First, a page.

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About Tinnitus

What Is Tinnitus?

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Hearing Loss What Is It?

Hearing Advice -- Crabby

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Tinnitus is that terrible ringing in the ears that often follows exposure to loud noise. You might have noticed this after a rock concert where you were a player or a listener. The show is over, but there's a ringing in your ears. For some people, the problem is only temporary. It's frustrating but has no lasting effect. There can be more significant problems, however. It can become permanent. That's serious business.

Pete TownsendPete Townshend:

"I have severe hearing damage. It's manifested itself as tinnitus, ringing in the ears at frequencies that I play guitar. It hurts, it's painful, and it's frustrating."

There are more than 51 million people who experience some form of tinnitus and more than 12 million who seek medical advice. The actual cause of tinnitus isn't known.

Tinnitus is a symptom of something wrong in your auditory system. The auditory nerve has been shocked and the brain interprets this as noise. This damage can exist in varying degrees. That's why when you experience a ringing in your ears, if it doesn't subside, have it checked out. And when you're going places where the music is going to be loud or you're working in a place that has noise levels exceeding normal standards, get yourself some earplugs.

What To Do if You Have Tinnitus

If you think you have tinnitus, make an appointment for an examination with an ear specialist or audiologist. These are the people who can determine whether or not you've got a problem, and they can suggest treatments to relieve or cure your problem. Also check out an article on Tinnitus Treatment from Robert Sweetow, Ph.D.

But there are some things you can do as well to make sure your condition doesn't get any worse. First of all, make sure you avoid exposure to loud noises and wear ear protection whenever you think you may be exposed to sounds that could aggravate your problem. These sounds could include: heavy machinery, motorcycles, loud music, chain saws, and the like. Just be smart and use good judgment.

We also know that tinnitus can be aggravated by alcohol, recreational drugs, caffeine, and nicotine. Avoiding these substances will also help prevent further problems. Aspirin and some antibiotics can worsen tinnitus, but physicians often can regulate the dosages to minimize side effects. Also, plain old ordinary stress and fatigue can aggravate tinnitus. It's often easier said than done, but take whatever steps you can to reduce the stress in your daily life.

Tinnitus may also be accompanied by ear pain. Dental treatment for jaw problems may prove effective for some people.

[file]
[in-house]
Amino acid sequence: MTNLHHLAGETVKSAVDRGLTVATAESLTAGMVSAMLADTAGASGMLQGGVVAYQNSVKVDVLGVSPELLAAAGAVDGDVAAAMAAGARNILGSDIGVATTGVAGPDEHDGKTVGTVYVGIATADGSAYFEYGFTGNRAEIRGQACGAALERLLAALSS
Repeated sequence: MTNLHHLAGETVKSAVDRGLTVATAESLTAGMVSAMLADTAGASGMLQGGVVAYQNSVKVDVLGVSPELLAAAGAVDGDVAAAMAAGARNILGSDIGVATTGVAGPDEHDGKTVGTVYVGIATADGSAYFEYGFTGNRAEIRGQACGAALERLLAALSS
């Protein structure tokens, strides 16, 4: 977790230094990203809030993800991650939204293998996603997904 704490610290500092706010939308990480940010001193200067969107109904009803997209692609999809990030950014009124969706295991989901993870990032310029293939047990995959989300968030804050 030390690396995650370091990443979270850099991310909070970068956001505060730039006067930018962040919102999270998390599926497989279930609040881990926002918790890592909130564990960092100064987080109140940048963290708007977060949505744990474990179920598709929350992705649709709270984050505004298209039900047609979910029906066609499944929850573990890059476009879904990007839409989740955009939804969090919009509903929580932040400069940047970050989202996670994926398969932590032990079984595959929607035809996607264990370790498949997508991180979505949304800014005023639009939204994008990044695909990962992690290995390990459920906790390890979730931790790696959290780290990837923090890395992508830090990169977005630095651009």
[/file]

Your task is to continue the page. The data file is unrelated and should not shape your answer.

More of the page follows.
Various therapies that have proven helpful in coping with tinnitus include counseling, behavioral modeling, cognitive therapy, patient education and support groups.

Here's a quick review

  • Get a hearing test by an audiologist.

  • Get an examination by a ear specialist.

  • Avoid nerve stimulants.

  • Avoid exposure to excessive noise levels.

  • Get adequate rest and try sleeping with your head elevated to reduce head congestion.

  • Use one of the many masking devices available.

  • Exercise and eat healthy foods.

Also don't forget to check out

American Tinnitus Association

Tinnitus Online Community

What Is Tinnitus?



Hyperacusis is an unusual sensitivity to sound that is a symptom of several disorders including Meniere's disease and tinnitus. However, like tinnitus, there is very little research available on known cures.

Hyperacusis should not be confused with the better known problem of "recruitment" which bothers many people who are hard of hearing. Recruitment is caused by damage to the cochlear cells, resulting in an inability to hear quiet sounds while louder sounds may be painful. Those who suffer with hyperacusis do not usually have an audiometrically defined hearing loss.

Even the sound of a vacuum cleaner or washing machine can sound like a jet taking off to people with unusual sensitivity to sounds. New evidence indicates that hyperacusis, as well as other kinds of oversensitivity, such as intolerance of light, may be linked to a deficiency of a specific chemical in the brain responsible for controlling the amount of information being transmitted from the senses. If so, it could have significant implications for future medical treatment, not just for hyperacusis, but for other conditions such as autism.

The best way to help deal with hyperacusis is through coping strategies.

For more information on hyperacusis, please contact:

    Hyperacusis Network
    Dan Malcore
    444 Edgewood Drive
    Green Bay, Wisconsin 54302

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